Guest Notes

Trade notes

5 September 2020

9:00 AM

5 September 2020

9:00 AM

Boris picks a real Tory

In his two years as prime minister, Tony Abbott achieved more to help Australia’s exporters than any other leader in our history – and more than all Labor’s prime ministers put together. These are not facts the media cared to highlight reacting to the news that Boris Johnson’s government is to appoint Abbott as joint president of the UK’s Board of Trade. In fact much of the commentary was notable for the absence of any references at all to Abbott’s record on trade.

Depressingly, the media reaction provided another case-study of the triumph of identity politics. Amid the avalanche of tired abuse, the Abbott-haters’ favorite response was to recycle the video of Julia Gillard’s ‘I will not take lectures on misogyny from this man’ comments. Until the appearance of Jacinda Ardern, Gillard was of course the Left’s favourite woman leader in the Anglo-world. So, whatever the evidence to the contrary – not least the fact that Gillard’s attack on Abbott was in defence of her government’s misogynist speaker – if she said Abbott was a misogynist, he must be.

None of the Gillard fans attacking Abbott thought to compare the two prime ministers’ performances helping Australia’s exporters. That’s understandable. Abbott finalised free trade agreements with our top three markets, China, Japan and Korea, now accounting for over 50 per cent of exports. The Howard government had initiated all three, but they languished over the five Rudd-Gillard years with Labor pre-occupied with infighting and Rudd’s vanity project of a temporary seat on the UN Security Council. Gillard, who was prime minister for a year longer than Abbott, finalised just one trade deal (Malaysia).


The British Labour party’s shadow trade secretary Emily Thornberry joined the Abbott-haters with a statement revealing a failure of basic research. In addition to her absurd claim, given Abbott’s record, that he has no experience negotiating trade agreements, she alleged he has ‘no concept of the importance of Britain’s trade with the EU’ – presumably a reference to Abbott’s argument that a no-deal relationship with the EU has not stopped Australia doing about A$110  billion worth of annual trade with it. Some easy Googling would have revealed to Thornberry that Abbott of course wants continued tariff-free and quota-free trade between Britain and the EU. Moreover, it was Abbott who initiated work on a free trade deal between Australia and the EU to allow trade to grow even more. He’ll of course support the same objective for Britain, as long as the price demanded by the EU isn’t onerous or compromises UK sovereignty.

Aside from Abbott’s record of achieving big trade deals quickly, his passionate enthusiasm for Britain as well as Australia suits him well for the role. A dual Australian-UK citizen until he relinquished his British citizenship on entering parliament in 1993, he’s more bullish about Britain than most Britons. That includes its time-tested institutions: few facts about Australia impress the British more than learning that Australians are the Queen’s only subjects who’ve voted for her continuing reign – an outcome to a great extent attributable to Abbott’s defence of the constitutional status quo ahead of the 1999 referendum. Abbott’s lukewarm assistance to David Cameron ahead of the 2016 EU referendum in setting out a case for Remain doesn’t change the fact that he’s always been very pro-Brexit, wanting Britain to regain its sovereignty and what he sees as its rightful standing in the world. Just as he was determined to prove wrong those who said the boats couldn’t be stopped, he’ll want to prove the Remainers wrong by making Brexit a great success.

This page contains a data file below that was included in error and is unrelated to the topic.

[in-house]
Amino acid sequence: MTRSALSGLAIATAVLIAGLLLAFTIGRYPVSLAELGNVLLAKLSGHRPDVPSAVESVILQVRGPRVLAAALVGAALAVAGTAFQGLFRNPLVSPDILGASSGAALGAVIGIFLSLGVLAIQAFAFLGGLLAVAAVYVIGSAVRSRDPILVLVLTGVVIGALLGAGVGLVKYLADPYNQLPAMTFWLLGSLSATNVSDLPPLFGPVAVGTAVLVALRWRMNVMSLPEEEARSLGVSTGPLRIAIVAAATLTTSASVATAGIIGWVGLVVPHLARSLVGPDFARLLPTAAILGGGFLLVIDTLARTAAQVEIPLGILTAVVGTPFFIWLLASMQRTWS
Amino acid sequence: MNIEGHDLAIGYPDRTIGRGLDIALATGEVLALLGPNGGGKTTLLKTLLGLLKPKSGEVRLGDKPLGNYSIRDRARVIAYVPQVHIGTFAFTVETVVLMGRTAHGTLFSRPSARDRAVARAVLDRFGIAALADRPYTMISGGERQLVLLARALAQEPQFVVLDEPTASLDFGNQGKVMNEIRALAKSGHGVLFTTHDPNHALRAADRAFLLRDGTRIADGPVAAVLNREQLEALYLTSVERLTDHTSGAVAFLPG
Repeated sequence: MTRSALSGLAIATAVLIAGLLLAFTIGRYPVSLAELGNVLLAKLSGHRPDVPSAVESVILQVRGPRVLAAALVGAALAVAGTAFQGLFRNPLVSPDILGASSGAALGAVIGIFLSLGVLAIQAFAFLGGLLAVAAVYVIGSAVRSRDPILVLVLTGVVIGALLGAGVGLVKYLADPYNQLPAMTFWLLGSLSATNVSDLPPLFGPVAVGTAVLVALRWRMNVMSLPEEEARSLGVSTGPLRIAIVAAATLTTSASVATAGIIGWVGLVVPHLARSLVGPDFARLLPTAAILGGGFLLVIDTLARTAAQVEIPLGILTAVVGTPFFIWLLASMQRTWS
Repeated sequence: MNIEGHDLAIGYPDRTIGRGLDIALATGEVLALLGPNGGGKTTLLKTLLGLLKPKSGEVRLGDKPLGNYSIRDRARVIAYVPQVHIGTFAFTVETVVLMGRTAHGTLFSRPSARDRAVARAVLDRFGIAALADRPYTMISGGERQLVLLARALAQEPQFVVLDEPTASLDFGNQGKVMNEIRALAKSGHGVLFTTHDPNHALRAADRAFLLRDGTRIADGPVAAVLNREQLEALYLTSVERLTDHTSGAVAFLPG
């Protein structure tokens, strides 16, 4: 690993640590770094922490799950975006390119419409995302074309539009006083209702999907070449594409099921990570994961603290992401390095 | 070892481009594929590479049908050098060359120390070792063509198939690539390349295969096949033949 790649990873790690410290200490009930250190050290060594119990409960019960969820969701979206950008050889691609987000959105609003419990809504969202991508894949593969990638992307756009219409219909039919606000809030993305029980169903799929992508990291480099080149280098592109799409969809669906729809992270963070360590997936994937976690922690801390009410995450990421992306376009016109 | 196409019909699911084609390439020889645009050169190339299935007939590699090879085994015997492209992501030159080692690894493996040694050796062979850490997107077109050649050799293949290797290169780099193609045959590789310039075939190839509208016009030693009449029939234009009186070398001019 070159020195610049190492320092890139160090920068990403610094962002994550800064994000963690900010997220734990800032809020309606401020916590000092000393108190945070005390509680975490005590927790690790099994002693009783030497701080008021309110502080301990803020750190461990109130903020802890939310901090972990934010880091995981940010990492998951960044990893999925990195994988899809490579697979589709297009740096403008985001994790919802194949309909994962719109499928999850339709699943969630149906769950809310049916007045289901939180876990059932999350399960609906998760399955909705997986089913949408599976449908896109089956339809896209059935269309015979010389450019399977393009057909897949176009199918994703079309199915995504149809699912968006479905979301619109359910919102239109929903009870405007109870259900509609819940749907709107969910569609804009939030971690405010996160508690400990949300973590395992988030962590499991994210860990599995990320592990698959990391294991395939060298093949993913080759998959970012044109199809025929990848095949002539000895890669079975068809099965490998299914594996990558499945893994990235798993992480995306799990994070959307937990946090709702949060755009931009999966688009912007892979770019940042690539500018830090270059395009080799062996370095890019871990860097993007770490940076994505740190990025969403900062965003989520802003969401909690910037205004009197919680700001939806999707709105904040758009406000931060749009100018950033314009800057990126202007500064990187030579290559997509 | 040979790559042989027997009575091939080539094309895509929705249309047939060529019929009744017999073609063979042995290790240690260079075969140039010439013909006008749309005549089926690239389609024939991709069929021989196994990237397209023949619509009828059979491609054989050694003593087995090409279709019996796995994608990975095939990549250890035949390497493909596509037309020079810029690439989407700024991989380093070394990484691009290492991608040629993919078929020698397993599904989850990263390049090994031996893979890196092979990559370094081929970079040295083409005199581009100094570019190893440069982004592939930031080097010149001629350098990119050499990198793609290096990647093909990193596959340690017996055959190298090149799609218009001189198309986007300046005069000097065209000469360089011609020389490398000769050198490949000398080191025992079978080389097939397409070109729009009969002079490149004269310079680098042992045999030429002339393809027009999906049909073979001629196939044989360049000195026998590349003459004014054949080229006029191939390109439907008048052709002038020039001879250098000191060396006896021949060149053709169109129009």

This isn’t the first time Britain’s Conservatives have appointed colonials to senior positions. Crawford Falconer, New Zealand’s former chief trade negotiatior, is now the UK’s chief trade negotiatior. And Mark Carney, governor of the Bank of Canada, morphed into governor of the Bank of England.  But Tony Abbott is in a different league, not only as a former prime minister, but as a Left hate-figure – for his climate change scepticism, tough approach on borders, pro-life views and previous opposition to the legalisation of gay marriage. Boris Johnson’s recruitment of him is his first decision for a while which suggests he still sees himself as a conservative and provides grounds for hoping he hasn’t flopped irredeemably into the woke wetness of his Tory predecessors. Aside from Johnson’s apparent determination to achieve a genuine Brexit which hands back complete sovereignty to Britain from 1 January, his prime ministership has been a sorry tale of capitulating to illegal immigration, BLM anarchy and rampant Leftism in publicly-funded institutions. Depressingly, the BBC’s new director-general, appointed on Johnson’s watch, seems just as right-on as his predecessors. He was involved in the broadcaster’s appalling decision to vandalise Rule, Britannia and Land of Hope and Glory by performing them at the last night of this year’s Proms without their lyrics. Abbott as a Whitehall insider could encourage the political winds to blow in a more recognisably conservative direction.

Should a former Australian prime minister be assisting an overseas power achieve trade agreements? Not long after the Brexit referendum, Britain set out to recruit trade negotiators from Australia, Canada and New Zealand. As was remarked in Canberra corridors at the time, how better to ensure the swift and satisfactory completion of an Australia-UK free trade deal than negotiations between Australians on both sides of the table.

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Mark Higgie was Tony Abbott’s international advisor 2010-2014

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